Basic concepts, principles and environments for making construals have been developed in a well-established programme of research [redacted] that draws on major contributions by research and project students, and on feedback from MSc/MEng students on taught courses in computer science. Informal empirical evidence suggests that making construals may be useful in many different educational contexts (e.g. primary/secondary school education, life-long learning, vocational training). Demonstrating the merits of making construals as a means of creating open educational resources and disseminating the practice to the wider educational community is the primary aim of an ongoing EU project.
An emerging challenge in this project is knowing how best to deploy making construals in school education. Unlike many computer-based learning resources, construals are typically rather untidy, unruly and unconstrained artefacts that acquire their meanings through live interaction and, in these respects, are ill-suited to teaching a specific topic in a closely prescribed manner. Construals we have developed on the broad theme of learning about money (e.g. recognising coins, mastering the estimation of cost required for shopping, giving change, using different currencies etc) shows potential to integrate a variety of quite disparate learning agendas. For instance, is our target audience: primary school children learning about money? primary school teachers designing classrooom activities to support such learning? teachers introducing basic concepts of computing in the ‘unplugged’ tradition? or computing specialists who can appreciate the elegance and flexibility of a novel approach to framing simple algorithms? Likewise, what is the relationship between making construals and established learning theories with which it has some clear points of connection, such as Papert’s constructionism, Kolb’s experiential learning and inquiry-based learning? Understanding these issues is vitally important if the potential that making construals brings to connection, collaboration and creation is to be fully realised.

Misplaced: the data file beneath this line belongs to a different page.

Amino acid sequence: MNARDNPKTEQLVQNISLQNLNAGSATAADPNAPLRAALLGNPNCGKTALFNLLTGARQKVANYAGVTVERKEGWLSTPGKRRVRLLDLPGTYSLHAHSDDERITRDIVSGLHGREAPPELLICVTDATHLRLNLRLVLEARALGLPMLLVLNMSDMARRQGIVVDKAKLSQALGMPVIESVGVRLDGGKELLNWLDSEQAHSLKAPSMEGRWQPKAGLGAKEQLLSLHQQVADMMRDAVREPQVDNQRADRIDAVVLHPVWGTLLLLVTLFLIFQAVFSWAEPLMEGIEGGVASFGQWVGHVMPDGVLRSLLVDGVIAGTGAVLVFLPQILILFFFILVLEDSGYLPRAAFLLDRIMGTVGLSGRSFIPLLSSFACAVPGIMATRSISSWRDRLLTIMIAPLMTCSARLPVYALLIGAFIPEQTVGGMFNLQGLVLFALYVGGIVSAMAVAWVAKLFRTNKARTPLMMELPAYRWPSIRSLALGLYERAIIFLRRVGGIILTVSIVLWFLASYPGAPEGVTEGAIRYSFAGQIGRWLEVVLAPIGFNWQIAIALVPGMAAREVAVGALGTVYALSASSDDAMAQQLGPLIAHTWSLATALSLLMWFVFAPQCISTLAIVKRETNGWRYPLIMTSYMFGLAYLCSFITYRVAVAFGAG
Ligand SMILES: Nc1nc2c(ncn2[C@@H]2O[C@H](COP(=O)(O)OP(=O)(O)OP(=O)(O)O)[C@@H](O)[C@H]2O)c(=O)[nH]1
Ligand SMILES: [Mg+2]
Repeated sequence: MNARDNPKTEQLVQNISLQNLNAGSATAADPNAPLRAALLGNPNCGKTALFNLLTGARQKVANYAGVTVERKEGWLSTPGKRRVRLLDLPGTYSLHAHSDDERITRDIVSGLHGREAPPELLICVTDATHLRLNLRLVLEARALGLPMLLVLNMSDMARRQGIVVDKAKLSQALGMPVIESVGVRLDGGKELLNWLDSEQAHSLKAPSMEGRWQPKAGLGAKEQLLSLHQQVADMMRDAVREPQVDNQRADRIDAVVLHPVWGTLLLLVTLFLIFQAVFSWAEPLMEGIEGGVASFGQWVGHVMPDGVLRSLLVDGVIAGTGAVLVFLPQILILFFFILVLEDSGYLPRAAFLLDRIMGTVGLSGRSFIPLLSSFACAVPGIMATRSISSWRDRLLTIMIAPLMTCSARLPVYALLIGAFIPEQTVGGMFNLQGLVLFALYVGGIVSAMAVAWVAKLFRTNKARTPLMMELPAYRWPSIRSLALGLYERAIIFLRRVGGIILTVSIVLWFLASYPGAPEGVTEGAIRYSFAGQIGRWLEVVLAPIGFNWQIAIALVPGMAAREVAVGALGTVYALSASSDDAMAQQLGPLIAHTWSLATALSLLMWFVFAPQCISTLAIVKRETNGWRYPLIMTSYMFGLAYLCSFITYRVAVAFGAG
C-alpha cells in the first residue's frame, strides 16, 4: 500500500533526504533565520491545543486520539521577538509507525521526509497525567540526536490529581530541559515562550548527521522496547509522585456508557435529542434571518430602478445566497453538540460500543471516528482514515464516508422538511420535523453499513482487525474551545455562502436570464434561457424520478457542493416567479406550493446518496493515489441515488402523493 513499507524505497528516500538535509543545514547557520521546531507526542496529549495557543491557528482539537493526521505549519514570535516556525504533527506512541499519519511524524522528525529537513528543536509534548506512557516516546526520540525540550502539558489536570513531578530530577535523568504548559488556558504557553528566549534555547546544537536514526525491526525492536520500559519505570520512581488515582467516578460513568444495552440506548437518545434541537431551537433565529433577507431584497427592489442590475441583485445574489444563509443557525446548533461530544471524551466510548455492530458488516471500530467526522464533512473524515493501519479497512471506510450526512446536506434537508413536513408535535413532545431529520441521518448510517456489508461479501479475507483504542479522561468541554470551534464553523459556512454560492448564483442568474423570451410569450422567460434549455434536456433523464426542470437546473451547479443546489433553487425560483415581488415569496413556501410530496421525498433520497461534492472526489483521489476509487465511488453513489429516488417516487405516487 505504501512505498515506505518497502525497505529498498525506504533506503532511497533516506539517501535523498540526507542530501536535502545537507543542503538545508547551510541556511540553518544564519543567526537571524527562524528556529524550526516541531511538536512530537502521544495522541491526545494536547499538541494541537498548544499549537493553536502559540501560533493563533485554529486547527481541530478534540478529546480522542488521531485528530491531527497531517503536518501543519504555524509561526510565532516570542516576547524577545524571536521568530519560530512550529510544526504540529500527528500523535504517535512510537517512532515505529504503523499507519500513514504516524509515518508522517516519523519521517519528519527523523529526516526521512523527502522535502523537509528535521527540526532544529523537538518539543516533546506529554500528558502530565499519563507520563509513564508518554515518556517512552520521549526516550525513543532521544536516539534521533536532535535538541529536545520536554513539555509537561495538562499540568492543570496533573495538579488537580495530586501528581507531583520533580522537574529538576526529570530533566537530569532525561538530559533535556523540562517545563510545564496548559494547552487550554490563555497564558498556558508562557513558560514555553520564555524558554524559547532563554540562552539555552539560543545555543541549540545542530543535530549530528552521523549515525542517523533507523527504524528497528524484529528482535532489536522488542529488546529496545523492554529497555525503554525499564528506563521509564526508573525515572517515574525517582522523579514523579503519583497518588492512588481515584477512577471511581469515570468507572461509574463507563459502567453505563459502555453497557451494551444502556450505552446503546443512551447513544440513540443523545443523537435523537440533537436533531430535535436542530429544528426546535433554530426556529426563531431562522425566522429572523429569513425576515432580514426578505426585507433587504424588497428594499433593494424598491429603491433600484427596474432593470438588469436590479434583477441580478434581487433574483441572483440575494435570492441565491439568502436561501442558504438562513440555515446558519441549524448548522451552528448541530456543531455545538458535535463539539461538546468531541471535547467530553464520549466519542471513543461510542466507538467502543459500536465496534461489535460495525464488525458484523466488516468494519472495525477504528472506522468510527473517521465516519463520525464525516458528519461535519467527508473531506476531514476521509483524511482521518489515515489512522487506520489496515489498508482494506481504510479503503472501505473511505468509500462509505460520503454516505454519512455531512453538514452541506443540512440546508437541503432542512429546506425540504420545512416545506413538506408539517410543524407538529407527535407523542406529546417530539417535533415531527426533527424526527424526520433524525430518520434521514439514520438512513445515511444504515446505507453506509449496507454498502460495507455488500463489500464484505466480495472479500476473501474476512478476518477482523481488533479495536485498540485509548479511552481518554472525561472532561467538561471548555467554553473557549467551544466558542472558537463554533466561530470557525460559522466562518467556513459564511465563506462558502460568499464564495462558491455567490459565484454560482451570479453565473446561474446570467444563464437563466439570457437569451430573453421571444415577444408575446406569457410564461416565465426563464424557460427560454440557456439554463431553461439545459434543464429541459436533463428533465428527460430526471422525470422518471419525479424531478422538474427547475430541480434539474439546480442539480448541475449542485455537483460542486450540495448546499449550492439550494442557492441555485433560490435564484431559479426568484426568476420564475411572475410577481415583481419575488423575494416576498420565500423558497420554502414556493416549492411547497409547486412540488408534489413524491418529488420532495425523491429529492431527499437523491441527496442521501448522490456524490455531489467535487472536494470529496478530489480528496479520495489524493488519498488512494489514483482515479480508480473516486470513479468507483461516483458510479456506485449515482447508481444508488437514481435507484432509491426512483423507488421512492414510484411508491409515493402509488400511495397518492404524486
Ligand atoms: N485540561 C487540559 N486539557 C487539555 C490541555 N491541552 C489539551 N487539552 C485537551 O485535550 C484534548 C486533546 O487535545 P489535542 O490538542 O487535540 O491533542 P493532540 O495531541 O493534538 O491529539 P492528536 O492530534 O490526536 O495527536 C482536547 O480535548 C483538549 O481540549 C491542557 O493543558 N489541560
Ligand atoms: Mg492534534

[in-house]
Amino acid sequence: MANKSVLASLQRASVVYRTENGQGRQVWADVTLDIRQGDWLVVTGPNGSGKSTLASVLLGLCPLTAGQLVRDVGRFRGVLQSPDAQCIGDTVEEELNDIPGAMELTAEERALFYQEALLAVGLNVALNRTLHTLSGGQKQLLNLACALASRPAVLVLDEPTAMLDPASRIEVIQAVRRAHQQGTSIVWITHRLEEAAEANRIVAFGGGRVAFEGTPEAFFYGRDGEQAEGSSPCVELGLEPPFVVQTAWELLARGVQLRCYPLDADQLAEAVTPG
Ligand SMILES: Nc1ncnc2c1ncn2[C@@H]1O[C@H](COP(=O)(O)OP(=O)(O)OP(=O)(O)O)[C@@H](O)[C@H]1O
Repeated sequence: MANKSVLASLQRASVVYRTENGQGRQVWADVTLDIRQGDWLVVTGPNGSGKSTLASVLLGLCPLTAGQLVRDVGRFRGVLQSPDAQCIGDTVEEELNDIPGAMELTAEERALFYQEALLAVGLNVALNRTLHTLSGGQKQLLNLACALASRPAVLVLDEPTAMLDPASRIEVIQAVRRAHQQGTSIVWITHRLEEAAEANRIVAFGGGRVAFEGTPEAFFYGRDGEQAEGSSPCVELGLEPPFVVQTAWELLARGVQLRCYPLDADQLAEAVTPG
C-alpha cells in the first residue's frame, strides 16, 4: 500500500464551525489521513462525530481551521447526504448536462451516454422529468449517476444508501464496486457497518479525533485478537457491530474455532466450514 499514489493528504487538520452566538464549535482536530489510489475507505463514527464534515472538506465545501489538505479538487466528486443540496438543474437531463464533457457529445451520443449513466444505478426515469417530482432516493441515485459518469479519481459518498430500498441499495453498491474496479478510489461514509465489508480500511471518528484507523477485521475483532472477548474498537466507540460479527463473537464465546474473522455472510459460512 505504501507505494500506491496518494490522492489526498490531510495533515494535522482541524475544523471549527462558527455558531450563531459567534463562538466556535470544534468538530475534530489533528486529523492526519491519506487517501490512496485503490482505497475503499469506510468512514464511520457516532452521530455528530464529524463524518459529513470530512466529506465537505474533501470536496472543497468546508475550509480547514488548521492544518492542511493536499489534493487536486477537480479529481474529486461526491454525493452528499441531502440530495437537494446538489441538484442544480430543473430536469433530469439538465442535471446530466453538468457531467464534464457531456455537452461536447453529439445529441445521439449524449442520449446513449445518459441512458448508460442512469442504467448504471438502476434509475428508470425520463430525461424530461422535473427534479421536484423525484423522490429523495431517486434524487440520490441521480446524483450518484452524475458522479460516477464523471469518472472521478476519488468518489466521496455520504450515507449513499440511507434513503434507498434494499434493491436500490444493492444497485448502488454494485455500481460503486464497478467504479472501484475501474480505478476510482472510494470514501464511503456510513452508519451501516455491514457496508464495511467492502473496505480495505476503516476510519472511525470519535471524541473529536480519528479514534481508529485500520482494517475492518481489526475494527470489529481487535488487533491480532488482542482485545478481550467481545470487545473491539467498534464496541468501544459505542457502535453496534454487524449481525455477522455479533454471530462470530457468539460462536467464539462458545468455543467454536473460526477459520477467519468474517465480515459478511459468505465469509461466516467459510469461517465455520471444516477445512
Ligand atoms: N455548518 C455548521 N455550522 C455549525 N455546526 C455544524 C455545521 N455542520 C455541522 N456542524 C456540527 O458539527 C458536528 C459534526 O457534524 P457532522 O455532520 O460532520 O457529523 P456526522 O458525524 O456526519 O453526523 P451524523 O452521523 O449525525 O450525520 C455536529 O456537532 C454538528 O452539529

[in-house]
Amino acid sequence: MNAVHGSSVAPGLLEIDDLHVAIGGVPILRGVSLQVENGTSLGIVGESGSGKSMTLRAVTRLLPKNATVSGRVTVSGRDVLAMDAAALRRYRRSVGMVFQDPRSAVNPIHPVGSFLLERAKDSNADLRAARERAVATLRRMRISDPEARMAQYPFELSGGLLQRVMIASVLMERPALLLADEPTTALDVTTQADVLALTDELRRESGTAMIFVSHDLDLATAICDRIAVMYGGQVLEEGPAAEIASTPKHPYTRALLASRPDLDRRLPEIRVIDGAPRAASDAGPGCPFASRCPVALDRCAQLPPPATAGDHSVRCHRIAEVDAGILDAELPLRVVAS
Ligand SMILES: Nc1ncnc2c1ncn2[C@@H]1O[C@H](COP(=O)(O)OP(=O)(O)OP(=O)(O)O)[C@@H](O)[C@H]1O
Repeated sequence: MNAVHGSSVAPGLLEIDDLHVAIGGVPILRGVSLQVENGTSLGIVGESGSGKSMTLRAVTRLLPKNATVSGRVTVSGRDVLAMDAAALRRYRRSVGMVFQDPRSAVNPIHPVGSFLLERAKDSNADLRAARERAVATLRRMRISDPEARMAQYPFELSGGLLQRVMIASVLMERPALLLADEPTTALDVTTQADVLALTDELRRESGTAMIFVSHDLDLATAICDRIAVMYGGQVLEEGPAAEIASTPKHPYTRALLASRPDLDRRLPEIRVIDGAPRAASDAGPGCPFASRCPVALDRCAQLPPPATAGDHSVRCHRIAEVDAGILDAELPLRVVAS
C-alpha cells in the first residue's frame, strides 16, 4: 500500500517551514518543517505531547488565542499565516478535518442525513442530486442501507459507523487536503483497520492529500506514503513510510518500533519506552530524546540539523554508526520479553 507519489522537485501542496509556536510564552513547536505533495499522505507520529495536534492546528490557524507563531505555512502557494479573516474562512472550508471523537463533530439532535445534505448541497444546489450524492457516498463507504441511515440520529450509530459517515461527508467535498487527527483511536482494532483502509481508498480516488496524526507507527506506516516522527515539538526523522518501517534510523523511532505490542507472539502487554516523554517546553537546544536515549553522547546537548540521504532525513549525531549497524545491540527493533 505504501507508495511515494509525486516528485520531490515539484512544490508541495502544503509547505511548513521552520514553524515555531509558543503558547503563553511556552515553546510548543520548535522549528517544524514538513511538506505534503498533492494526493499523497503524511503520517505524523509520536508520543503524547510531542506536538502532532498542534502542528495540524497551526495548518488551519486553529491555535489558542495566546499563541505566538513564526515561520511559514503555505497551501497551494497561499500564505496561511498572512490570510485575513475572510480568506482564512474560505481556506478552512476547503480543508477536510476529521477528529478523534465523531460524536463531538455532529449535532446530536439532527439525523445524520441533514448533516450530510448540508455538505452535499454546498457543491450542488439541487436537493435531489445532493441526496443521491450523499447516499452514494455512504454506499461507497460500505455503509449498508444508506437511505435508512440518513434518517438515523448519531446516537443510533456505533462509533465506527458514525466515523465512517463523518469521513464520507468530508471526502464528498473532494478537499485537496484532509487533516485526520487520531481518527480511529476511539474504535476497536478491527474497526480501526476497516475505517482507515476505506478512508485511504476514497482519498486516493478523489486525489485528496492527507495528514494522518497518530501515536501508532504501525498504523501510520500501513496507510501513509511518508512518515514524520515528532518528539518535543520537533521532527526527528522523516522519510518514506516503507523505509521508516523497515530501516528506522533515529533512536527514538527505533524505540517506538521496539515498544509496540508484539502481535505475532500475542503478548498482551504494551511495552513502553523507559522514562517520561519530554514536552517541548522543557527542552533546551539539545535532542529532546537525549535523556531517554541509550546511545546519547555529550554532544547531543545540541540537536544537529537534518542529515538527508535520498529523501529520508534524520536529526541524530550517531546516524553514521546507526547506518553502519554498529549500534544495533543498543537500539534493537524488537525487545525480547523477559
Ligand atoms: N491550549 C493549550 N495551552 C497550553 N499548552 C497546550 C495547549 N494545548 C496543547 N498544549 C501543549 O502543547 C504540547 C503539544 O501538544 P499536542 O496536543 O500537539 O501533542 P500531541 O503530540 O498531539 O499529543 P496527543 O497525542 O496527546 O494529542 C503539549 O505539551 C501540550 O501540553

In this three-part workshop session, we shall introduce this agenda, illustrate key issues through hands-on activities demonstrating three distinct generic ways in which a construal of the natural numbers could potentially be deployed to enhance basic numeracy, elementary knowledge of arithmetic and number theory, and invite participants to discuss the pedagogical implications with reference to educational contexts and learning theories. Our workshop will be supported by the new learning technology we have been developing in CONSTRUIT! – the online environment for making construals at the url: http://jseden.dcs.warwick.ac.uk/scifest16 and its associated project repository.